Ok. Are you still reading? Then you probably realize that a set of problems this massive and complex simply cannot be satisfactorily solved unless you’ve got a big red “S” stuck to your chest. The key word is “satisfactorily.” There are solutions available to you at the end of the game (three, in fact), but none of them are anything but problematic, much less offer you a sure road to human salvation and the obligatory victory cutscene. The brilliance of Deus Ex is that though you are, more or less, a superhero, you cannot save the world. All your extraordinary abilities win you is the chance to get yourself all good and invested in the outcome of the plot only to arrive at a tie between three equally dubious choices.
Many games offer the player options; a (sometimes paralyzing) degree of control over your character serves as a supporting pillar of basically every RPG in existence, and several other franchises have also capitalized on player choice as the impetus of plot development (see the Star Wars Jedi Knight series), but these choices are largely relegated to very black and white, good vs. evil situations (do I wantonly slice that hapless bystander with my lightsaber, or… not?). Deus Ex is one of a relatively small contingent of games to thoughtfully, persistently delve into moral territory so grey as to be virtually impossible to navigate. There are no right choices in Deus Ex, only choices.
Of course, we shouldn’t praise moral ambiguity simply for its own sake; if we did, we might just as easily prefer characters like, say, the Joker to come out on top instead of Batman, at which point… what’s the point? But the complexity of Deus Ex provokes a kind of reasoning that is really only just beginning to be utilized in gaming: ethics. To keep the superhero thread running, who’s really going to boo Superman for saving a bus-load of children from toppling off a bridge? He’s a stand-up guy, no doubt about it, and that kind of simplicity can be satisfying, too. My favorite novel, The Lord of the Rings, features one of the clearest notions of right and wrong ever put on paper. Clarity is definitely a good thing.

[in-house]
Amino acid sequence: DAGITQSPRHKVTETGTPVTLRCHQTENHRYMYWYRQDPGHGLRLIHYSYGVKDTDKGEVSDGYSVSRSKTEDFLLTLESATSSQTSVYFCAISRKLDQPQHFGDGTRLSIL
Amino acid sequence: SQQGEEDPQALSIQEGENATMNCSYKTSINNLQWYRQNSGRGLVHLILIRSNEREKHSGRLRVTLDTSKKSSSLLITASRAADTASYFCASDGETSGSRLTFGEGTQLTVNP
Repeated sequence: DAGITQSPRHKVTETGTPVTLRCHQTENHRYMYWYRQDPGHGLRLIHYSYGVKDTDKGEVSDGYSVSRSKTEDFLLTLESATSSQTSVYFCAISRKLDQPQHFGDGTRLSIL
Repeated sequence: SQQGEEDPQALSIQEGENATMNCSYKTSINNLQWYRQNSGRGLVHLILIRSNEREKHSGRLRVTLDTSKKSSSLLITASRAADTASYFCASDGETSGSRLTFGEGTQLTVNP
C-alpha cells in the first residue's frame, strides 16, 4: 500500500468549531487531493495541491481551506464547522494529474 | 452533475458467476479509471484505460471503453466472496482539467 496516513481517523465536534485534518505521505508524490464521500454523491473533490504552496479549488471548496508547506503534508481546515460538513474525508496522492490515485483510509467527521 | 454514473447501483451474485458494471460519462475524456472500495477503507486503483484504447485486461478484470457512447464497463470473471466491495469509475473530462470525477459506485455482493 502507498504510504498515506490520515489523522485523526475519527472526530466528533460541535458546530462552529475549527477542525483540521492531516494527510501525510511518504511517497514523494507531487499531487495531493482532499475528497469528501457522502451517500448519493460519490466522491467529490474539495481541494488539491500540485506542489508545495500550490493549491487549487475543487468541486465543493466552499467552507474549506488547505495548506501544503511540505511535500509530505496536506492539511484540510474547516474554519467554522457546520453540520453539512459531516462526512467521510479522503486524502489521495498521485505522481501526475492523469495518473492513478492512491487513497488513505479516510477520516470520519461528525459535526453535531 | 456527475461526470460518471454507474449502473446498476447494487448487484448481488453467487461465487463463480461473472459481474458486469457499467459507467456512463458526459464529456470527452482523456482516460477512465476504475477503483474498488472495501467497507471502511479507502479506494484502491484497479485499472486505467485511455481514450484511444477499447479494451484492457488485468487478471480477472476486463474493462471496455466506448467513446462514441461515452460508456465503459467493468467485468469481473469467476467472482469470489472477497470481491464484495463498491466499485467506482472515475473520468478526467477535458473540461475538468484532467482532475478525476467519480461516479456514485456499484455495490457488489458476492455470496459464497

But consider, in contrast, the conclusion of a film like The Dark Knight, with Batman accused of multiple homicide. It’s certainly not the ideal outcome, but the way the characters deal with it says a lot more about them than a knee-jerk reaction to the tired “rescue X from Y” trope ever could. In Deus Ex, it is the player who must react effectively to an unyielding, unforgiving environment, and I think the process of that reaction unlocks not just an exploratory gaming experience, but a self-exploratory one. Isn’t that exactly what “art,” however we define that almost totally useless term, is supposed to provoke? Explorations like that are vital to our media because they require us to examine and sometimes redefine the beliefs and the values with which we approach the world; they’re especially vital to our video games because they continue to prove that this medium can make worthwhile contributions to modern culture.
I digress. Next time, I’ll dive into Rapture in search of a little thing called “cultural relevance.” Sounds thrilling, doesn’t it? I know. I’ve had Django Reinhardt’s “La Mer” on repeat for days in anticipation. (Just for clarity, that’s repeat in my head. I apparently can’t make it stop.) So, readers — what other games haunt you with their moral complexity? Any I absolutely can’t afford to miss? And yes, I’m already working on Fallout 3.